Nokia may have slumped by $19 million in 2011 market value, but its first attempt at selling their new phones with the Microsoft operating system boosted investor confidence enough. In the final two months of 2011, Nokia sold 1.3 million Lumia handsets worldwide, or so a group of Bloomberg assembled analysts claim. They were unclear about the precise numbers, but between the 22 analysts gathered, all but one agreed that the figure was greater than 1 million. And so, Nokia Lumia sales passed 1 million handsets.
Espen Fumes, a fund manager for Storebrand Asset Management, which manages more than $60 billion, including Nokia and Apple, admitted that Nokia must maintain and even surpass 1 million in order to restore its credibility and regain investors confidence.
The move that put Nokia in a pinch was made by CEO Stephen Elop last year, when he dumped the Symbian and MeeGo phones and announced the coming Microsoft only line of smartphones. The estimates are significant, because there was low confidence that the Nokia-Microsoft team could provide adequate competition against the iPhone and Android devices.
Elop was able to manage the confidence game, by avoiding inflated expectations. He placed special emphasis on the gradual development of a new world order within Nokia, both applications and developers, that would be Microsoft oriented.
According to Lee Simpson, an analyst at Jefferies International in London, there is plenty of room for Nokia to capture a significant portion of the market, what with none of the other big players stepping up to the bat. RIM, HTC, Sony Ericsson, and Motorola have all shied away.
The big hit on Nokia’s revenue and profit will ultimately be the 36% drop in Symbian smartphone sales in only two quarters. This was due to the announcement of Lumia. Independent analysts indicate Nokia has taken a 92 million-euro loss in the fourth quarter.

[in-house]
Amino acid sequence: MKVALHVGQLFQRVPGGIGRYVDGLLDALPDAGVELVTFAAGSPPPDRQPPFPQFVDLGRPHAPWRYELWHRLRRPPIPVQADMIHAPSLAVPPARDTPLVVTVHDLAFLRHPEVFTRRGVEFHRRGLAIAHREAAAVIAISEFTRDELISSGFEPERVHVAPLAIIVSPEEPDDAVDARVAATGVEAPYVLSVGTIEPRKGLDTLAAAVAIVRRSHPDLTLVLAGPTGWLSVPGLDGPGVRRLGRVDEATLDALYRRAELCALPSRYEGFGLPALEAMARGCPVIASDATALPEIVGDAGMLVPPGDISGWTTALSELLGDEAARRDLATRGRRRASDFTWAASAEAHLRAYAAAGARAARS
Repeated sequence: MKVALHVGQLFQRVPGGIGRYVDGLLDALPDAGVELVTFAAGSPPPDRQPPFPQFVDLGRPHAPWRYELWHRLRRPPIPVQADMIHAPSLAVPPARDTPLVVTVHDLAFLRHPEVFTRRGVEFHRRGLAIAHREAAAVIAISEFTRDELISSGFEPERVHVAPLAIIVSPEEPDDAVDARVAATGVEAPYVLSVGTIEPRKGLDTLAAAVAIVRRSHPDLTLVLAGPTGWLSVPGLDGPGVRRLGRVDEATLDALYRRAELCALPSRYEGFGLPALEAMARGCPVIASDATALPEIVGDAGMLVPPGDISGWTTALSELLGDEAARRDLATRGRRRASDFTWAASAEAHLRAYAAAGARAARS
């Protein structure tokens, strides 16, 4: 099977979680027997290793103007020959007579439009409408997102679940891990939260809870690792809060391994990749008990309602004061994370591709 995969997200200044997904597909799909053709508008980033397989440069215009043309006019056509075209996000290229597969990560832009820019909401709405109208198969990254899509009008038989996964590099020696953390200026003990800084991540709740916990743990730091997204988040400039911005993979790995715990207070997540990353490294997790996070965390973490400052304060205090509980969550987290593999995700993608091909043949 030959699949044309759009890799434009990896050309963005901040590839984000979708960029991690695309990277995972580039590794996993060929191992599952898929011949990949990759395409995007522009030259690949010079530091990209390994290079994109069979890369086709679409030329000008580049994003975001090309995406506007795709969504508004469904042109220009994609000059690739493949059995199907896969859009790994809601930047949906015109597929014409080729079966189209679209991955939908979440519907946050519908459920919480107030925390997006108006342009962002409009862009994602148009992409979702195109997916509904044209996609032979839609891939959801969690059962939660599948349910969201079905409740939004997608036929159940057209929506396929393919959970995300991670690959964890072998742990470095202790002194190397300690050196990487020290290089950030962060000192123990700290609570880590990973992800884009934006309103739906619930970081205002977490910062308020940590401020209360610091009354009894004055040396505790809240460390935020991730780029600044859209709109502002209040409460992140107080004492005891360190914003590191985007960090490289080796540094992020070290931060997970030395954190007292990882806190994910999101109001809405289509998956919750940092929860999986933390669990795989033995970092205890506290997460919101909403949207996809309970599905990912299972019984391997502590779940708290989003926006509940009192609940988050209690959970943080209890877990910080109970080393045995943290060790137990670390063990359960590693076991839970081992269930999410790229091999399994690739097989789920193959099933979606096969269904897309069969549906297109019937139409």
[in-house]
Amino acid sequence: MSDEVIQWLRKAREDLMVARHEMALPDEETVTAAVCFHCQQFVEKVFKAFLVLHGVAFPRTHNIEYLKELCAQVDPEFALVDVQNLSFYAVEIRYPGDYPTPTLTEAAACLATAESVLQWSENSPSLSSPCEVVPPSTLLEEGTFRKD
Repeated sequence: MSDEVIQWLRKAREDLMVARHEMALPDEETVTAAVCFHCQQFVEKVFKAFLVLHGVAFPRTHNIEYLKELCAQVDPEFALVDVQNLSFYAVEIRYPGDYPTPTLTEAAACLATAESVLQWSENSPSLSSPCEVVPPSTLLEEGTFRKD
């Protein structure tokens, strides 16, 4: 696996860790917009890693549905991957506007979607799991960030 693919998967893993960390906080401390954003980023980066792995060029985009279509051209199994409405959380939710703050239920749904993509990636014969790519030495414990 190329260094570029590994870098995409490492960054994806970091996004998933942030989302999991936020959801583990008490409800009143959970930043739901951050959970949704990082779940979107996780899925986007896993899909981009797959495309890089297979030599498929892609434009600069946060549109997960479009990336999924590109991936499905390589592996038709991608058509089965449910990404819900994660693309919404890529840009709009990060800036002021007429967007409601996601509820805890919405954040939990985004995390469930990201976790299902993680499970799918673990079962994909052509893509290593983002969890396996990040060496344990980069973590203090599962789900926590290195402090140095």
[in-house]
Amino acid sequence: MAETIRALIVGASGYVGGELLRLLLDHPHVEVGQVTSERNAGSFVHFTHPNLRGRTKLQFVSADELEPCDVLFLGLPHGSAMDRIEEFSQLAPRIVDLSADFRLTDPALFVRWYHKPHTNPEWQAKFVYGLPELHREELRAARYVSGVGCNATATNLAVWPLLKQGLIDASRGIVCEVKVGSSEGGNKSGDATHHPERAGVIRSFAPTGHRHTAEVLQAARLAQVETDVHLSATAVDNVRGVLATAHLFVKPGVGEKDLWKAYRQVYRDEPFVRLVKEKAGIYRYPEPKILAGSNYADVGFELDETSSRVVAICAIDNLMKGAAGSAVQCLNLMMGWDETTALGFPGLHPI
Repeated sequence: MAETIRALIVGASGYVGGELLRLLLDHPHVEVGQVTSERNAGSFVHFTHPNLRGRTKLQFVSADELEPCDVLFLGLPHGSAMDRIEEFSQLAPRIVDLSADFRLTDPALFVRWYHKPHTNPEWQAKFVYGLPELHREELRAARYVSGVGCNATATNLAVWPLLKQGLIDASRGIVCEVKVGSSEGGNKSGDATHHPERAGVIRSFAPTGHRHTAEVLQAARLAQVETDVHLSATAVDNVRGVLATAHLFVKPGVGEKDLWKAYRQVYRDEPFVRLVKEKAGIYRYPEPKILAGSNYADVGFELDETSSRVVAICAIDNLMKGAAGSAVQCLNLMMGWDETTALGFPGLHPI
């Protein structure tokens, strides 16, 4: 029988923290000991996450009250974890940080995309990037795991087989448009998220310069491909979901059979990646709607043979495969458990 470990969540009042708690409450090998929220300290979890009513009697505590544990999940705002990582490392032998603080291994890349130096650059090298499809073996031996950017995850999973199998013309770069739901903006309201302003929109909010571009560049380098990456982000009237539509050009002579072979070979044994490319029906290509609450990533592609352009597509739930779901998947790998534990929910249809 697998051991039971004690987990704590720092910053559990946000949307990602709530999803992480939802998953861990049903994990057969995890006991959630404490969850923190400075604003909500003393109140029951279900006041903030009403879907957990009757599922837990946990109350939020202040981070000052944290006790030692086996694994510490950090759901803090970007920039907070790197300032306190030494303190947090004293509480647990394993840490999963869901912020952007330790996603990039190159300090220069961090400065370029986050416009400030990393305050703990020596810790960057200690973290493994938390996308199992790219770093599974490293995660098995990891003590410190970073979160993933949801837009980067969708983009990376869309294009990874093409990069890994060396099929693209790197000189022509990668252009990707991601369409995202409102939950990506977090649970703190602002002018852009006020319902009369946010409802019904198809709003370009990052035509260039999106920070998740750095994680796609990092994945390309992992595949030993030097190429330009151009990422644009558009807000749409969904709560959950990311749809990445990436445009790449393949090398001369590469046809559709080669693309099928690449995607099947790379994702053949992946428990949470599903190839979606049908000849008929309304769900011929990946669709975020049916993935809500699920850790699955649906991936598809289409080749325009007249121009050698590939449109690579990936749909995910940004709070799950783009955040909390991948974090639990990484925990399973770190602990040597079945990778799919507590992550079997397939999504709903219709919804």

Just for the year 2011 the shares plummeted 52%. However, the gains this year amount to a 15% increase. Compare this to HTC, down 1.7, and Apple, up only 3.8. According to the many positive reviews, Nokia’s Lumia phones are to thank. They took over a dozen awards at the Consumer Electronics Show in Vegas. The European markets saw Lumia 800 start in November 2011 at 420 euros, while the Lumia 710 hit the Asian and Russian markets at 270 euros in December.
Nokia was overtaken by Apple between 2007 and 2010, when Apple introduced the iPhone. Elop was then given the helm of Nokia, coming from Microsoft as a kind of secret weapon in the smartphone market. Apple wiped out 60 billion euros of Nokia’s value. However, Standard and Poor slashed Nokia’s debt ratings, as well as by Moody, indicating an anticipation of a sluggish recovery from such a devastating blow.
Nevertheless, Nokia was unable to sell out the Lumia models. One theory is that the Lumia 800 was just a bit too high priced for those considering jumping into a Microsoft-based phone. When Nokia does release their fourth-quarter results, they will include the Nokia N9, which is identical to the Lumia 800, but is loaded with their proprietary MeeGo software.